Harry Luke

From Wikipedia, the free encyclopedia
  (Redirected from Harry Charles Luke)
Jump to: navigation, search

Sir Harry Charles Luke (born Harry Charles Lukach)[1] KCMG, GCStJ, D.Litt. of Oxford (1938) and honorary LLD of Malta, (London 1884 - Cyprus 1969) was an official in the British Colonial Office. He served in Barbados, Cyprus, Transcaucasia, Sierra Leone, Palestine, Malta, the British Western Pacific Territories and Fiji. He is the author of some books on several of these countries.

Biography[edit]

His father, J.H. Luke (née Lukács)[2] was an Austro-Hungarian, but later acquired American citizenship; his mother was a Polish Catholic of the minor nobility.

He was born in London in 1884 and educated at Eton College and at Trinity College, Oxford, of which he became an Honorary Fellow in 1952.

Luke's first official appointment was as Private Secretary (1908) and Aide-de-Camp in Barbados, except for a period during May–July when he was attached to the Colonial Office. He served as Private Secretary to the High Commissioner of Cyprus (1911–1912) and as Commissioner of Famagusta (1918–1920).

From 1909 to 1911 he was also second lieutenant in the London Yeomanry.

During World War I, he served as Commander of the Royal Naval Volunteer Reserve on the Syrian Coast, and as a Political Officer on the staff of Admiral Sir Rosslyn Wemyss; for his services he was awarded the Italian medal for military valour.

In 1919 he was appointed Political Officer to the Admiral of the Fleet, Sir John de Robeck.

In 1920 he spent six months (from April to September) as British Chief Commissioner in Transcaucasia (Georgia, Armenia, and Azerbaijan).

In 1921, he was assistant Governor of Jerusalem and was appointed a member of the Haycraft Commission, which was established by Sir Herbert Samuel to investigate the cause of the riot which started in Jaffa on 1 May that year, and into the affairs of the Orthodox Patriarchate of Jerusalem.[3]

From 1924 to 1928 he held the post of Colonial Secretary of Sierra Leone.

He was subsequently appointed to be the acting High Commissioner to the Government of Palestine. He assumed this position on 19 July 1928 and held it until 6 December 1928.

In August 1929, acting as deputy to Sir John Robert Chancellor, he attempted to mediate an agreement between Jewish and Arab leaders, without success.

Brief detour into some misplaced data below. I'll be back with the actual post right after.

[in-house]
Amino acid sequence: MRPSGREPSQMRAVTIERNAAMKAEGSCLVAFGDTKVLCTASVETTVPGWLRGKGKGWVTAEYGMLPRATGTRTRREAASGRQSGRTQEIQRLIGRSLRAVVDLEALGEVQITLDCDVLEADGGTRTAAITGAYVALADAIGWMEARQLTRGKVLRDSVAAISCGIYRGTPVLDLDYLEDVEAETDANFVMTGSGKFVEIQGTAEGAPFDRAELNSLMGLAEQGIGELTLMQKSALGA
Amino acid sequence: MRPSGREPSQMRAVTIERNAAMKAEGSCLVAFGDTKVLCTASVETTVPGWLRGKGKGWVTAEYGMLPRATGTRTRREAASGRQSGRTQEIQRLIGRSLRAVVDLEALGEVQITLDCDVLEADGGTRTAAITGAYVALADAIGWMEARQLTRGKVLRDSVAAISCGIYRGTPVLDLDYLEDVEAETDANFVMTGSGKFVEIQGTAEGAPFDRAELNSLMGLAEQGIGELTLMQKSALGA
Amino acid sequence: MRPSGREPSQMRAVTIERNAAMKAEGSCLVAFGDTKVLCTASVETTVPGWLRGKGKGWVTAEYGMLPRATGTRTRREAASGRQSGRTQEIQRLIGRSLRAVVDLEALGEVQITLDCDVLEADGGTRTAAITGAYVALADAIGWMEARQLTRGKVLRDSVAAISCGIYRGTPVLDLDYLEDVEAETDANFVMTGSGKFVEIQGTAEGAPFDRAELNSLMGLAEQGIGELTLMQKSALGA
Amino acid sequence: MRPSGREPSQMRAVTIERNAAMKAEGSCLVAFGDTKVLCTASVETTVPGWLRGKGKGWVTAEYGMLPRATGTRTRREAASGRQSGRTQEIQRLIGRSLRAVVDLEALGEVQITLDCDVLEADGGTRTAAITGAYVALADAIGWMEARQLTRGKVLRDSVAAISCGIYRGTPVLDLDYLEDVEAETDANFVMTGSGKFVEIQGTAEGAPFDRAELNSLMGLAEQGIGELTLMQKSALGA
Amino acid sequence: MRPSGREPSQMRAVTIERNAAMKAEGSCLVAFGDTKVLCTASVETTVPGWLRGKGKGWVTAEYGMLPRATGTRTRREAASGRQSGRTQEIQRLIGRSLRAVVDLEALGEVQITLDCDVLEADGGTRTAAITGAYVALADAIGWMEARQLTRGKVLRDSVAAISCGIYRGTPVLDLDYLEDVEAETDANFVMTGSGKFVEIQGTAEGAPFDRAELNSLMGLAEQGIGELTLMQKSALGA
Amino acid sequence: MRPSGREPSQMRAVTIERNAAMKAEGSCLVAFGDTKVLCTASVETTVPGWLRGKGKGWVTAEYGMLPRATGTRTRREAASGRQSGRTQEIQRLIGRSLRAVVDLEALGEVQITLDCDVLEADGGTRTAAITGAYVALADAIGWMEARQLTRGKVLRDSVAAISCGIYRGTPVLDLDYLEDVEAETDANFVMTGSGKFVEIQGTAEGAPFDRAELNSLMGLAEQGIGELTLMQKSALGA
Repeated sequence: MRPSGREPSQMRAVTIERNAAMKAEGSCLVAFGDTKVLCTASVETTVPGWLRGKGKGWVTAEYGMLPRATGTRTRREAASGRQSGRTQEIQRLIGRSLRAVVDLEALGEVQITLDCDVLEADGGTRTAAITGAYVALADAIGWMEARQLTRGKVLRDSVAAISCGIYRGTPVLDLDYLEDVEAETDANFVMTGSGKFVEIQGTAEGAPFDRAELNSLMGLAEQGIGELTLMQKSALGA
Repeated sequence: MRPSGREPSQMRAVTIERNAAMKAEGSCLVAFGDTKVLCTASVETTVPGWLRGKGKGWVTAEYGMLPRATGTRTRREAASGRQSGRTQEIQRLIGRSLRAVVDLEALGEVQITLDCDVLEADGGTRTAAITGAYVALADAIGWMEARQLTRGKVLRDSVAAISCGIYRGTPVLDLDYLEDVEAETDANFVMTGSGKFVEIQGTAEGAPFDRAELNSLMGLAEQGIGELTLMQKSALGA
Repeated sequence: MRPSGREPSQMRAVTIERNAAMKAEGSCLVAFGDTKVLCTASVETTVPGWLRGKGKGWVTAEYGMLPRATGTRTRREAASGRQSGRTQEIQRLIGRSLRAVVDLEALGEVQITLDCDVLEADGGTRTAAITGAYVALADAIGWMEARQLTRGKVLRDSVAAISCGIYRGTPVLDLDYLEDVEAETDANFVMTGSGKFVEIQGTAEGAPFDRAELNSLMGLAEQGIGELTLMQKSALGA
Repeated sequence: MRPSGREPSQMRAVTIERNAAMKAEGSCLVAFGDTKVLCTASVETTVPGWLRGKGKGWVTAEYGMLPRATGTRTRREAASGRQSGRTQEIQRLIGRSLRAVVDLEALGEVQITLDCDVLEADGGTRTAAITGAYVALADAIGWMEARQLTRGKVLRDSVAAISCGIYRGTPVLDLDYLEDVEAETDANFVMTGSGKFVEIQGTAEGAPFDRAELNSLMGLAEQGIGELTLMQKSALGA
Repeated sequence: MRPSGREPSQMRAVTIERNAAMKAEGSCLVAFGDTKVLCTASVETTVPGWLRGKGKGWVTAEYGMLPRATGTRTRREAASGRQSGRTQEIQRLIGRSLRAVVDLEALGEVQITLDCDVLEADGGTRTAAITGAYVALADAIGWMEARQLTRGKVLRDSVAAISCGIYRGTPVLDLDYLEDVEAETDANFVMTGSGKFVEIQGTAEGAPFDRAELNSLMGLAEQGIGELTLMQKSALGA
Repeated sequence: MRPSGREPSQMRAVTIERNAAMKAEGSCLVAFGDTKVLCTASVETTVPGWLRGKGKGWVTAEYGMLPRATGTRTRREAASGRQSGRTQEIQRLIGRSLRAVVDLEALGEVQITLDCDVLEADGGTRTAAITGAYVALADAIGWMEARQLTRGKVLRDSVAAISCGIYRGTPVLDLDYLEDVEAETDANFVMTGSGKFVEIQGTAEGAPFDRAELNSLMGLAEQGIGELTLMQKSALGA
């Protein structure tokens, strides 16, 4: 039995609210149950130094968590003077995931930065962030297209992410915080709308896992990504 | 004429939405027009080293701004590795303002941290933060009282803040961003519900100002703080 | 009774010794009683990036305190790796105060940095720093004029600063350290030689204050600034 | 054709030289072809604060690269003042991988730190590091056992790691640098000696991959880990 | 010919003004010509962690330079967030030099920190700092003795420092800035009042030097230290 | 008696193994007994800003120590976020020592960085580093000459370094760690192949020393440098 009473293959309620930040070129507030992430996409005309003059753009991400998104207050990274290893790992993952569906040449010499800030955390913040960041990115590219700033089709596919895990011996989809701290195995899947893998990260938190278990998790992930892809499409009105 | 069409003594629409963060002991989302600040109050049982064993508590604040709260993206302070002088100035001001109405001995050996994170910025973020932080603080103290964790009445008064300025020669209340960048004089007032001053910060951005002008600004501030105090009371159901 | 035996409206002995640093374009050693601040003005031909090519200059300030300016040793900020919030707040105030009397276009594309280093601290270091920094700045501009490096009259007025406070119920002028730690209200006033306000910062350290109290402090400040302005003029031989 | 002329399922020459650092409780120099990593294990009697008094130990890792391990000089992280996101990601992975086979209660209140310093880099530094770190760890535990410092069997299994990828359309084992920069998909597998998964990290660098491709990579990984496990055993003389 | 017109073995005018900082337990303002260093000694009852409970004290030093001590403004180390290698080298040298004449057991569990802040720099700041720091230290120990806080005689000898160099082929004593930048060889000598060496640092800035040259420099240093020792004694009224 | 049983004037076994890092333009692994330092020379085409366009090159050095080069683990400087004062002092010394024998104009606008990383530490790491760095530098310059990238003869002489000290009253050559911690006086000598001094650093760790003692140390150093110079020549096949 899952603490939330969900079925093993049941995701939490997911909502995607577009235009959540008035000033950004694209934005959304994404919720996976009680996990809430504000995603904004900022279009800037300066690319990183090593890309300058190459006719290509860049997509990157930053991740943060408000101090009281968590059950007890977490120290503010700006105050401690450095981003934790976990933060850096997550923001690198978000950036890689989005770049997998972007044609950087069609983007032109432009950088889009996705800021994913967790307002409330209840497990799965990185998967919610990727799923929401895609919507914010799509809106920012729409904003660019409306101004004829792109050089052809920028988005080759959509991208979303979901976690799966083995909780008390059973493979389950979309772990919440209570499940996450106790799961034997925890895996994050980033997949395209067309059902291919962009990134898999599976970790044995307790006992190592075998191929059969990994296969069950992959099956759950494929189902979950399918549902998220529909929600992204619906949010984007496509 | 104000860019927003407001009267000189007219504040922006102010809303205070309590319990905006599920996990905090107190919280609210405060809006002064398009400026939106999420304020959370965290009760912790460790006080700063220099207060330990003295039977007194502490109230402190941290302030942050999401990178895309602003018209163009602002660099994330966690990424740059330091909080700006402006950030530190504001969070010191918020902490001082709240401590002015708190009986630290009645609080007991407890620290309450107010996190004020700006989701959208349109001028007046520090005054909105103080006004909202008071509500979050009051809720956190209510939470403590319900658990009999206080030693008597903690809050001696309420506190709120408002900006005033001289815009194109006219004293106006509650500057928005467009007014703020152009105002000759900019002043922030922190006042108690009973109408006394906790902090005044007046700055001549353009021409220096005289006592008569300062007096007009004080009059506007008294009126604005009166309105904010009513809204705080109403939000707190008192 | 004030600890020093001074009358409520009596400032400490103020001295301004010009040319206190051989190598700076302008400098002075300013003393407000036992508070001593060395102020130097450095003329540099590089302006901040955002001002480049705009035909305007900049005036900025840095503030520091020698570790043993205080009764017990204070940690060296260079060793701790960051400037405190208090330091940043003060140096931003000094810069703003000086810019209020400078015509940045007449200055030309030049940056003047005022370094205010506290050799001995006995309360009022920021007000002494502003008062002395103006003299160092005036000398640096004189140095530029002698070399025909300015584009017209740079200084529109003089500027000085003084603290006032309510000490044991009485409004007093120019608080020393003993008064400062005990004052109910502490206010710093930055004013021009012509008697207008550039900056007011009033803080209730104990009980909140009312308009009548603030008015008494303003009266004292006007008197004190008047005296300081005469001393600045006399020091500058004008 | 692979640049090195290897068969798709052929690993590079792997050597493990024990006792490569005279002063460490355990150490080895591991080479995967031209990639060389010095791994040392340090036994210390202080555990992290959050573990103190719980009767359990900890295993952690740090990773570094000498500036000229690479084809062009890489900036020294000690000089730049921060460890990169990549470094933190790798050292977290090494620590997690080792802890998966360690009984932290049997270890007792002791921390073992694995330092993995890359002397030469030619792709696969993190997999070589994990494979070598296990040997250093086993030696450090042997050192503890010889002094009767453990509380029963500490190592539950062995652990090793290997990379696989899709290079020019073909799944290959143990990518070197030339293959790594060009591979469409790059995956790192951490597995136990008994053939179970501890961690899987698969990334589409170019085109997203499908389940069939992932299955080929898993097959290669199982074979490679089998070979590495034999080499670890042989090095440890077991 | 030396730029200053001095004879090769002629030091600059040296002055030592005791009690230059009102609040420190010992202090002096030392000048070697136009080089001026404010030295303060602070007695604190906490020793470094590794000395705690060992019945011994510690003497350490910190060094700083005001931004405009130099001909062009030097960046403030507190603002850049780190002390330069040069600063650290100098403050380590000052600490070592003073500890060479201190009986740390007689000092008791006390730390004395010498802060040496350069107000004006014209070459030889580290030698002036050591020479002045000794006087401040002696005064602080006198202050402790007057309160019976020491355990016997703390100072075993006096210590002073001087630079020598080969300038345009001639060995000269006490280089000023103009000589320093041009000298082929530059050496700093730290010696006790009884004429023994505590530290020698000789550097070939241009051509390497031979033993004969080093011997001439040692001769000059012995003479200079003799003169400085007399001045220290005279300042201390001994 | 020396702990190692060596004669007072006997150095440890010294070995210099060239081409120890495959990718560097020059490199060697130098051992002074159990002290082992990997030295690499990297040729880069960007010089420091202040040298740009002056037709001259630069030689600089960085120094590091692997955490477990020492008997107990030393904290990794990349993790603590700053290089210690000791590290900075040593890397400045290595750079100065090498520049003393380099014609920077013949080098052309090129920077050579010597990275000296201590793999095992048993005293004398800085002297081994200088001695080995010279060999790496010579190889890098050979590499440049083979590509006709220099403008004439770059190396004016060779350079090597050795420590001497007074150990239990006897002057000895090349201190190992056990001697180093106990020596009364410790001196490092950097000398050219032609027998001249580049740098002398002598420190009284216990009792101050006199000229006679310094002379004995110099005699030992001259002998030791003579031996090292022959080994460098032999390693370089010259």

Later he was Lieutenant Governor of Malta (1930–1938) and Governor of Fiji and High Commissioner of the British Western Pacific Territories from 16 September 1938 to 21 July 1942.

On his retirement from the Colonial Service, in 1943, he was for three years Chief Representative of the British Council in the Caribbean.

He died in Cyprus, where he often spent the winter, on 11 May 1969.

Family[edit]

Luke married, in 1918, Joyce Evelyn Fremlin, the daughter of Henry James Leigh Fremlin and his wife, Maud Evelyn Deane (marriage dissolved by divorce in 1949). They had two sons, Peter Ambrose Cyprian ("Peter") Luke, born in 1919, and Michael Charles Deane ("Michael") Luke, born in 1925.[4]

Honours[edit]

Luke's published works[edit]

  • The Fringe of the East. Journey through Past and Present Provinces of Turkey, (Macmillan & Co), 1913 (First published under the name Harry Charles Lukach)
  • The City of the Dancing Dervishes, 1914
  • Cypriote Shrines, (Faith Press), 1920
  • The Handbook of Cyprus (London), 1920 (together with D.J. Jardine)
  • Cyprus under the Turks 1571-1878, (Oxford University Press), 1921
  • Report of the commission appointed by the government of Palestine to inquire into the affairs of the orthodox partiarchate of Jerusalem, 1921 (together with Anton Bertram)
  • The handbook of Palestine, 1922 (together with Edward Keith Roach)
  • Anatolica, (London), 1924
  • Mosul and its minorities, 1925
  • Prophets, Priests and Patriarchs: sketches of the sects of Palestine and Syria, 1927
  • In the Margin of History, 1933
  • An Eastern Checkerboard, 1934
  • More Moves on an Eastern Checkerboard, 1935
  • The Making of Modern Turkey, (Macmillan & Co), 1936
  • The British Pacific islands, 1944
  • From a South Seas Diary, 1938-1942, 1945
  • "Aden", in: The British Empire, by Hector Bolitho, 1948.
  • Malta, an account and an appreciation, 1949
  • Caribbean Circuit, 1950
  • Aegean, Cyprus, Turkey, Transcaucasia and Palestine (1914-1924), 1953
  • Cities and Men: an autobiography - Vols. 1 & 2, 1953
  • Queen Salote and her Kingdom, 1954
  • The Tenth Muse: A Gourmet's Compendium, 1954 (a cookery book)
  • The Old Turkey and the New: from Byzantium to Ankara, 1955 (First published in 1936 under the title The Making of Modern Turkey)
  • Cities and Men: an autobiography, Vol. 3, 1956
  • Cyprus: a Portrait and an Appreciation, (Harrap), 1957
Government offices
Preceded by
Herbert Onslow Plumer
High Commissioner of Palestine (acting)
1928
Succeeded by
Sir John Robert Chancellor
Preceded by
Sir Arthur Frederick Richards
High Commissioner for the Western Pacific
1938–1942
Vacant
Title next held by
Sir Alexander Grantham
Governor of Fiji
1938–1942
Succeeded by
Sir Philip Euen Mitchell

See also[edit]

Notes[edit]

  1. ^ Americanized spelling of the Hungarian (Lukács), from the personal name Lukács, Hungarian form of Lucas (English: Luke).
  2. ^ Sir Harry Luke Collection
  3. ^ Palestine. Disturbances in May, 1921. Reports of the Commission of Inquiry with correspondence relating thereto .. (1921), by the Haycraft Commission of Inquiry
  4. ^ Sir Harry Luke Collection. Births registered in St Albans Registration District in the third quarter of 1919 and second quarter of 1925. Lady Luke married, secondly, Harold Anthany Shadforth, and died in Cape Town in 1973 - see eGGSA Library SHADFORTH Harold Anthany 1892-1983 & Joyce Evelyn FREMLIN 1894-1973.

References[edit]

External links[edit]